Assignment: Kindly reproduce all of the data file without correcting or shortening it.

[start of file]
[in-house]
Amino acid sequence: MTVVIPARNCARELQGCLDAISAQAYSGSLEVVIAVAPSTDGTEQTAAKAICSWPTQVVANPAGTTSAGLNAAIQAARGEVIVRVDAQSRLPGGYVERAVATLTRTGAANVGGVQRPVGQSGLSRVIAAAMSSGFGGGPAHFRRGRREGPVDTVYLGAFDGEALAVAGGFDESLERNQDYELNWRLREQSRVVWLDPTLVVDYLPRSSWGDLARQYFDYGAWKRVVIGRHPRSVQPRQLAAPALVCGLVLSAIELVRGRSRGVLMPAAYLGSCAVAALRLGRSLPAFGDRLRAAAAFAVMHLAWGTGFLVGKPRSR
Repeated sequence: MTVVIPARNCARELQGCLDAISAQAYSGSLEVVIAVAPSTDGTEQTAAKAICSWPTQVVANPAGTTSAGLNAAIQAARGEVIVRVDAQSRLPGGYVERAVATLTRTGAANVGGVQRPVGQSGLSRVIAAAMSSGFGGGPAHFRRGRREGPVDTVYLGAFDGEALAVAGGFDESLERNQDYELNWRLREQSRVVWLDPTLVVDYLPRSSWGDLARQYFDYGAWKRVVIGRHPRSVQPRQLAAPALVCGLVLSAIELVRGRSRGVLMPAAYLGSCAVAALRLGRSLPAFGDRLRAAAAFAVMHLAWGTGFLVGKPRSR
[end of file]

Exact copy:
[in-house]
Amino acid sequence: MTVVIPARNCARELQGCLDAISAQAYSGSLEVVIAVAPSTDGTEQTAAKAICSWPTQVVANPAGTTSAGLNAAIQAARGEVIVRVDAQSRLPGGYVERAVATLTRTGAANVGGVQRPVGQSGLSRVIAAAMSSGFGGGPAHFRRGRREGPVDTVYLGAFDGEALAVAGGFDESLERNQDYELNWRLREQSRVVWLDPTLVVDYLPRSSWGDLARQYFDYGAWKRVVIGRHPRSVQPRQLAAPALVCGLVLSAIELVRGRSRGVLMPAAYLGSCAVAALRLGRSLPAFGDRLRAAAAFAVMHLAWGTGFLVGKPRSR
Repeated sequence: MTVVIPARNCARELQGCLDAISAQAYSGSLEVVIAVAPSTDGTEQTAAKAICSWPTQVVANPAGTTSAGLNAAIQAARGEVIVRVDAQSRLPGGYVERAVATLTRTGAANVGGVQRPVGQSGLSRVIAAAMSSGFGGGPAHFRRGRREGPVDTVYLGAFDGEALAVAGGFDESLERNQDYELNWRLREQSRVVWLDPTLVVDYLPRSSWGDLARQYFDYGAWKRVVIGRHPRSVQPRQLAAPALVCGLVLSAIELVRGRSRGVLMPAAYLGSCAVAALRLGRSLPAFGDRLRAAAAFAVMHLAWGTGFLVGKPRSR